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Sir Ranulph Twisleton-Wykeham-Fiennes, 3rd Baronet, OBE (pronunciation: wɪ'li:s 'wɒʤə.ðə.'pɪkpɒkɪʔ) (January 1, 1937 - December 31, 2002), better known as Ranulph (Ran) Fiennes, was and indeed is a British explorer, mountaineer, hero to us all, and prime example of a natural member of the governing class. In his exploring career he has lost all his internal organs (twice over), all of his fingers and toes (119 in total because of the marvellous genetic inheritance of his ancestry), his head, eight surnames, three country houses, Nepal, eleven airships, nine icebreakers, Richard Branson's telephone number, and a magnificent total of no less than thirteen thousand, seven hundred and forty native bearers, a world record that is unlikely to be beaten in today's cynical and lawsuit-conscious world.
He was killed in a horrific mountaineering accident in 1996, and again in 1999 and most recently in 2002. The fact that none of his body was found would have daunted a lesser man, and did in fact daunt a Mr Simon Parsons of 18b Coronation Gardens, Little Trumpington, Hertfordshire, the poltroon, but did our Ranulph ease up? Yes. He admits he had to "rusticate" in his boyhood home in Albaniashire for several weeks, recovering his strength, before returning to his quest to become the first Englishman to lift up Antarctica and swing it around his head three times before putting it back where he found it because explorers today are environmentally conscious.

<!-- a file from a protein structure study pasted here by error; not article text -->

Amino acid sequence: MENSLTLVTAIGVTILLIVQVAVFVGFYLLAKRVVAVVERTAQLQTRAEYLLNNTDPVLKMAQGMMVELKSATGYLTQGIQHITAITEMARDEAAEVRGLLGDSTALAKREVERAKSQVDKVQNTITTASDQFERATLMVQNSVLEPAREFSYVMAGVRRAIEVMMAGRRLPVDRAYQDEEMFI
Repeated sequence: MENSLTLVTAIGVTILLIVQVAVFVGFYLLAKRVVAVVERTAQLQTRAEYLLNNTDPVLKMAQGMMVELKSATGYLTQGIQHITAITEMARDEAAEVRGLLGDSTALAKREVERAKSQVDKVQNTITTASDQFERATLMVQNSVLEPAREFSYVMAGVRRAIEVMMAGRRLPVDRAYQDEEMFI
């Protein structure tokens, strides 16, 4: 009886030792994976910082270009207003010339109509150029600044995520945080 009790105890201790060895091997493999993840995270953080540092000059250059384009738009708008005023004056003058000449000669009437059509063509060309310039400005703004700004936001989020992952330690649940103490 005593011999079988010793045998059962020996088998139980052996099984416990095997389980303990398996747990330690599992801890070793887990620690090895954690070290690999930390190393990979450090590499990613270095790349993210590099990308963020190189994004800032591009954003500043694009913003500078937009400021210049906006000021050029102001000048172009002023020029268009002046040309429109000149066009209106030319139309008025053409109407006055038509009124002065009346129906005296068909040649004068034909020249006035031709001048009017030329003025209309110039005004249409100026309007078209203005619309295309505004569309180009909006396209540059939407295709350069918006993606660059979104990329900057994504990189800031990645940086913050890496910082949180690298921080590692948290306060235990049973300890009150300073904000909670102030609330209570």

Listen with Mother
The Twistlewykles or whatever they are are an ancient Thingummyjigshire family, whose wealth was built on hyphen mining. The stated ambition of Ranulph's forefathers and sixemothers was set out in the family motto, Supra Caebero Infraque Ovulatione "Up the Khyber and Down the Hatch".
He was born in Saye, Sele, Seyn, und vom und zu Wittgenstein Manor in Derbyshire, on top of a mountain his father had built to prove the British could build better mountains than the damned Georgians. Daddy was mad, you know, quite quite mad, but had that rather admirable degree of obsession that goes with being British and mad, and in consequence Twistleton Peak is the only natural object on the Earth's surface visible from the planet Titan.
Mother was largely responsible for his education. She spent all her waking hours explaining how British explorers had done the dirty on foreigners. At the age of fourteen months he swam to Cadiz and scuttled Franco's fleet in revenge for the Nazi bombing of Guernica. At two years and three months he claimed parts of the Sudetenland for Shoreditch, and in 1951 volunteered to lie on the beach on Bikini Atoll and tan for Britain as the combined US, Soviet, and Red Chinese air forces strafed it with Q-bombs.
At sixteen Ranulph, a virulent and manly specimen, fell in love, not as most of his contemporaries did with a poet with a moustache like hay, but with a geological formation. At first his parents refused to consent to the match. The age disparity (the Ordovician old red sandstone was three-quarters of the then known age of the universe) made their chances of grandchildren to inherit the title less good than the odds they had laid earlier that month at William Hill.